Church of England Pensions Board welcomes oil and gas energy transition commitments


The Church of England Pensions Board has today welcomed the move by eight leading energy companies to agree collaborative Principles for the energy transition.

Leading energy companies, BP, Eni, Equinor, Galp, Occidental Petroleum Corporation, Repsol, Royal Dutch Shell and Total have jointly announced their agreement to apply six Energy Transition Principles as the the global energy sector attempts to move away from fossil-based fuels.

Adam Matthews, who Chairs the Climate Action 100+ European Working Group on a Net Zero Standard in Oil and Gas and representing the Church of England Pensions Board, said:

“This is an important foundational commitment. It represents a significant consolidation of the progress that has been made in Europe whilst also seeing the first US oil and gas company joining with their European peers.  As CA100+ investors we are in extensive and detailed dialogue with the oil and gas sector and it is extremely helpful to have a position from these companies that unifies around core principles including on scope 3 emissions and corporate lobbying amongst others.”

Climate Action 100+ is an investor initiative launched in 2017 to ensure the world’s largest corporate greenhouse gas emitters take necessary action on climate change. To date, more than 500 investors with more than USD $51 trillion in assets under management have signed on to the initiative.

Read more from Royal Dutch Shell, here.

The six Principles, agreed and embraced by the companies, are to:

  1. PUBLIC SUPPORT FOR THE GOALS OF THE PARIS AGREEMENT: publicly support the goals of the Paris Agreement, including international cooperation as a vehicle to ensure these goals can be achieved at the lowest overall cost to the economy.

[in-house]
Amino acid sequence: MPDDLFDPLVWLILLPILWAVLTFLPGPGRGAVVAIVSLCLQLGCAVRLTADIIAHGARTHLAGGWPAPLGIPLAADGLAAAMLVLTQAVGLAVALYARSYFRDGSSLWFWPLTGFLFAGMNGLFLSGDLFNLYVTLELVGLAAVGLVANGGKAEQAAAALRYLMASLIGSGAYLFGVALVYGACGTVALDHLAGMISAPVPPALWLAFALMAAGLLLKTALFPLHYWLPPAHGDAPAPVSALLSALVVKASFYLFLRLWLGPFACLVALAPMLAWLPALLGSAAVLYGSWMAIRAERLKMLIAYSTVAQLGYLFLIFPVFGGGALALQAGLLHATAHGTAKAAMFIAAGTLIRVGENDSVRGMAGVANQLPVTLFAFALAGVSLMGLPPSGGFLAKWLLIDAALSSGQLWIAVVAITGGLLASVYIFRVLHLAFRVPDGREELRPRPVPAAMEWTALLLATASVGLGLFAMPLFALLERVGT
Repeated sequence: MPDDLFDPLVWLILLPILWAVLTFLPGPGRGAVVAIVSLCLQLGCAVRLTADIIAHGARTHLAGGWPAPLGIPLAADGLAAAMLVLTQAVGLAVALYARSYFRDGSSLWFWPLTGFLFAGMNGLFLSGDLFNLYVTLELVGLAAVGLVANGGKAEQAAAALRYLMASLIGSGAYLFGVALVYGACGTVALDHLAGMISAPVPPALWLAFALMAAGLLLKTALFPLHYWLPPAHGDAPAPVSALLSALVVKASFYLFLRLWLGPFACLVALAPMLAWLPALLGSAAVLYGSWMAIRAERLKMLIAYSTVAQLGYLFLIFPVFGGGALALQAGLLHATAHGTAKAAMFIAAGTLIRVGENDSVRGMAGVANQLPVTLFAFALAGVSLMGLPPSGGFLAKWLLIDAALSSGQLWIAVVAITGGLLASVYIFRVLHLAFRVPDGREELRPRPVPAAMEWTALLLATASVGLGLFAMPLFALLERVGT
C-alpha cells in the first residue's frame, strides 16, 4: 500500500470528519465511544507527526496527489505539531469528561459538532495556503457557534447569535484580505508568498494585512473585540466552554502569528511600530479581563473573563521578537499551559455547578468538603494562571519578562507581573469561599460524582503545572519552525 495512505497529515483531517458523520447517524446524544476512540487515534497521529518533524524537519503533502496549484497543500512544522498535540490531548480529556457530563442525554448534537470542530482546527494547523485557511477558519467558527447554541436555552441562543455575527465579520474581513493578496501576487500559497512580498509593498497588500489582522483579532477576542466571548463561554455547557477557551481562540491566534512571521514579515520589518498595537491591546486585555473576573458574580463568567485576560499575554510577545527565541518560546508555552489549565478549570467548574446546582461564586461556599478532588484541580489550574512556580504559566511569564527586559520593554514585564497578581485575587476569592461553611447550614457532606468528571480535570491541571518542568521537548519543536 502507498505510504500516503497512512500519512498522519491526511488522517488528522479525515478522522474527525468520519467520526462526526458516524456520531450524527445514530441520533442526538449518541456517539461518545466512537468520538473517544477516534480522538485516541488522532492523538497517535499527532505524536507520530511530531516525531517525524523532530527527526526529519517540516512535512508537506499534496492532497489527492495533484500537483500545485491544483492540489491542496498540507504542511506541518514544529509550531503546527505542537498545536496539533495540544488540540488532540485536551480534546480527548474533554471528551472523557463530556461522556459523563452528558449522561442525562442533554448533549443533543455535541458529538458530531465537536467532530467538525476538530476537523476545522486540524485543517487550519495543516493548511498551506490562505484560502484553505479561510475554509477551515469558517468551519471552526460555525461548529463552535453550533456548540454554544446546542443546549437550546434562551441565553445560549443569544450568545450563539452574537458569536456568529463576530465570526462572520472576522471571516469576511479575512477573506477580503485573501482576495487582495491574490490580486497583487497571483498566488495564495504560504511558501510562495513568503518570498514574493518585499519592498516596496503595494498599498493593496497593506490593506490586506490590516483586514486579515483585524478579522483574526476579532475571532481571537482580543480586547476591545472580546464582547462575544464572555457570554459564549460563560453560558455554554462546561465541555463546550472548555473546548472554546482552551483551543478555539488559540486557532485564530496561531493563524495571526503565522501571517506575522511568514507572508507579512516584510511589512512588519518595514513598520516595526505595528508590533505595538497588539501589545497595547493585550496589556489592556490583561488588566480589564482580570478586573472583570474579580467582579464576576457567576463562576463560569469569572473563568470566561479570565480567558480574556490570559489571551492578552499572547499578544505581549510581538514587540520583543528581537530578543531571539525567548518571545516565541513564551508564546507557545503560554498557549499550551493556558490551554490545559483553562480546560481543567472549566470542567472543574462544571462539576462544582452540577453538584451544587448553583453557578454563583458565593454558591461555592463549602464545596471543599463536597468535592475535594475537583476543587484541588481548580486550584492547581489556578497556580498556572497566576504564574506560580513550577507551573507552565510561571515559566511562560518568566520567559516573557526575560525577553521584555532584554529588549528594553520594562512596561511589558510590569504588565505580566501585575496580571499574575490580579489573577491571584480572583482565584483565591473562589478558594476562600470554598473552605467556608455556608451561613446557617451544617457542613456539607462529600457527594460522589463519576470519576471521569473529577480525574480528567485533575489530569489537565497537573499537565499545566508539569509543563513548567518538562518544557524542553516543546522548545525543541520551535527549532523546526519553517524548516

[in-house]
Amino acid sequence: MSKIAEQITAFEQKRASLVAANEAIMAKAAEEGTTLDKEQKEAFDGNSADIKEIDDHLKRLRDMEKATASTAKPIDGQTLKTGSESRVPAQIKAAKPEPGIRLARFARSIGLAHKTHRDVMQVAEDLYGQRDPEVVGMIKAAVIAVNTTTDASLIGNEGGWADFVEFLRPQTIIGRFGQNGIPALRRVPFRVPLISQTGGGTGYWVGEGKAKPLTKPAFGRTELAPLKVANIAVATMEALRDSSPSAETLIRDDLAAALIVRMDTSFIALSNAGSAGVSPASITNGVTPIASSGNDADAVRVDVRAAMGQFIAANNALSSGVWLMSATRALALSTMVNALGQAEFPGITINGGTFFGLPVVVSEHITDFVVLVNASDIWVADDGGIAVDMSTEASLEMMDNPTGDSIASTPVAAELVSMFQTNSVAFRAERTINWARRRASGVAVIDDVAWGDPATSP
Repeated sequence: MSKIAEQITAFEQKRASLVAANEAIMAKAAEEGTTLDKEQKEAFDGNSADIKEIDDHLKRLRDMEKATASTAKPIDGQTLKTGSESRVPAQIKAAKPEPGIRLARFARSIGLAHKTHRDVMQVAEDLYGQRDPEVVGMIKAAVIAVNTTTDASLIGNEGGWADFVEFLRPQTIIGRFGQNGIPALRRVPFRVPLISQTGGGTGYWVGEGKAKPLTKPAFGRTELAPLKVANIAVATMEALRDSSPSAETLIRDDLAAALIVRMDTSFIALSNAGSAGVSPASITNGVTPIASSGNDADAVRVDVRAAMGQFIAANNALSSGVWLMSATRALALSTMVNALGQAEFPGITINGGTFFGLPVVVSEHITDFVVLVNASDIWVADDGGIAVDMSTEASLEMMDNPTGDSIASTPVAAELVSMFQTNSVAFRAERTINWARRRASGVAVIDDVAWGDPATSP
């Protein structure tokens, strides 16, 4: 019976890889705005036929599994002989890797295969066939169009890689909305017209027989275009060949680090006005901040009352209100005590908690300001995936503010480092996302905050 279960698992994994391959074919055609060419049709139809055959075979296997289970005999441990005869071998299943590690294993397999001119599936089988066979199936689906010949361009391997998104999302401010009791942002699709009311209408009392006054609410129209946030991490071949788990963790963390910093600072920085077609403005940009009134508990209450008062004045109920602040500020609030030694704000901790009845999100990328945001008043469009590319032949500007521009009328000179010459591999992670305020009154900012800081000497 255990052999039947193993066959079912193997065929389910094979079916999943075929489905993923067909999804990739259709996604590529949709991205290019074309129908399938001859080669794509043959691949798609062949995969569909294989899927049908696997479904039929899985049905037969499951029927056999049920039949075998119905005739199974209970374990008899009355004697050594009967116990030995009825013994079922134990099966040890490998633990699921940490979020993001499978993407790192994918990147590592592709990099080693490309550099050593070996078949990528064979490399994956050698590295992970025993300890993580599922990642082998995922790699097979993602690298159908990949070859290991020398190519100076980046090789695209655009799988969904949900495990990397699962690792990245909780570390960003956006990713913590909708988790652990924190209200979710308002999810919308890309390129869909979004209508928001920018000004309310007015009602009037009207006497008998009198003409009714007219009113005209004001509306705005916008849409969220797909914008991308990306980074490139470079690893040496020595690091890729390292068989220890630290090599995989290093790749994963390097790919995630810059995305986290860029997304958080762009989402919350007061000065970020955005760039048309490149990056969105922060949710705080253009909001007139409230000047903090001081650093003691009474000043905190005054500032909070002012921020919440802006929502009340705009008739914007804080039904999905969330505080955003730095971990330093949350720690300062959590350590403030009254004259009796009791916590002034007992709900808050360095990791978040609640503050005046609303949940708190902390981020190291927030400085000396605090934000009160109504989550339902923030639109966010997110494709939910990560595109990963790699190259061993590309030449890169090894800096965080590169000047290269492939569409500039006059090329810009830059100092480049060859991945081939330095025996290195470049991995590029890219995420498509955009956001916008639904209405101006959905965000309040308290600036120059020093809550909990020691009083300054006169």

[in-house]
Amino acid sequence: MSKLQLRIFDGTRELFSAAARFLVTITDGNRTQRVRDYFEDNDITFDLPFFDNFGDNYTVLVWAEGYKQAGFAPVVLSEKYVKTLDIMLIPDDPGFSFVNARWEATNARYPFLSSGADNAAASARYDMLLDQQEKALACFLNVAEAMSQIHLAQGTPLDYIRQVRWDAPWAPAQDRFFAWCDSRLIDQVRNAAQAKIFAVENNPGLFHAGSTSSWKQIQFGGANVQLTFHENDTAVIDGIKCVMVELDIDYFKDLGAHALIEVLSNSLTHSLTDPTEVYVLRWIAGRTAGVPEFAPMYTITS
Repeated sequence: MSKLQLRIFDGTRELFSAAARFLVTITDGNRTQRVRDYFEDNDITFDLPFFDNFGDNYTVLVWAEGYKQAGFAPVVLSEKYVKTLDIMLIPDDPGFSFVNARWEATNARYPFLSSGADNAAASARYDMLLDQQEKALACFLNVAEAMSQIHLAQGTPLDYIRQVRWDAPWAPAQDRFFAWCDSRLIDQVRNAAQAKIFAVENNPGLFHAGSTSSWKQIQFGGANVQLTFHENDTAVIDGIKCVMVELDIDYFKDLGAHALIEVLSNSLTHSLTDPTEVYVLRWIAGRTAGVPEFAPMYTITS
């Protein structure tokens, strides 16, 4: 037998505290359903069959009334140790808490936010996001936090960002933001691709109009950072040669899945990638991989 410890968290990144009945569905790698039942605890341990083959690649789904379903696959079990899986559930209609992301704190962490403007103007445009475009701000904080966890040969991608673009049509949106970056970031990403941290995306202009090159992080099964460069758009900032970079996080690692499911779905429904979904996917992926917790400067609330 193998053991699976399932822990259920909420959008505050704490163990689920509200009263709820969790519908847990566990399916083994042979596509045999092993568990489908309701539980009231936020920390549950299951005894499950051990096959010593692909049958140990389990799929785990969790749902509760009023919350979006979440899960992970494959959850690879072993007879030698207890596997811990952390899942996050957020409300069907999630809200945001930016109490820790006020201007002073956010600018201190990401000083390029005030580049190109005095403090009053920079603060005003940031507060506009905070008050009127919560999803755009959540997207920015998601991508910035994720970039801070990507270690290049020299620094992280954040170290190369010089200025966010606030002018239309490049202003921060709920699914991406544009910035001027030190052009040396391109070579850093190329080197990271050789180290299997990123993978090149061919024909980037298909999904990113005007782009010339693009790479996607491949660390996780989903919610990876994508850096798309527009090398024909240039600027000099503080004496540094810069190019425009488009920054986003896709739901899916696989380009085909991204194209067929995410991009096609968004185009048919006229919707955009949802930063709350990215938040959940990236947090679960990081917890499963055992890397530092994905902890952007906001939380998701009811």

2. INDUSTRY DECARBONISATION: In line with each company's individual strategy, ambitions and aims, work to reduce emissions from their own operations and strive to reduce emissions from use of energy, together with customers and society. Companies may measure their contributions using carbon intensity and/or absolute metrics at different points in the value chain as determined by their approach.
  3. ENERGY SYSTEM COLLABORATION: collaborate with interested stakeholders, including energy users, investors and governments, to develop and promote approaches to reduce emissions from use of energy, in support of countries delivering their Nationally Determined Contributions (NDCs) towards achieving the goals of the Paris Agreement.
  4. DEVELOPMENT OF CARBON SINKS: continue to support and promote development of emissions sinks such as carbon capture, utilisation and storage technology (CCUS) and natural sinks.
  5. TRANSPARENCY: provide disclosure related to climate change risks and opportunities consistent with the aims of the recommendations of the Taskforce on Climate-related Financial Disclosures (TCFD).
  6. INDUSTRY AND TRADE ASSOCIATIONS: report information about their memberships of main industry and trade associations and their alignment with the companies’ key climate advocacy and policy positions.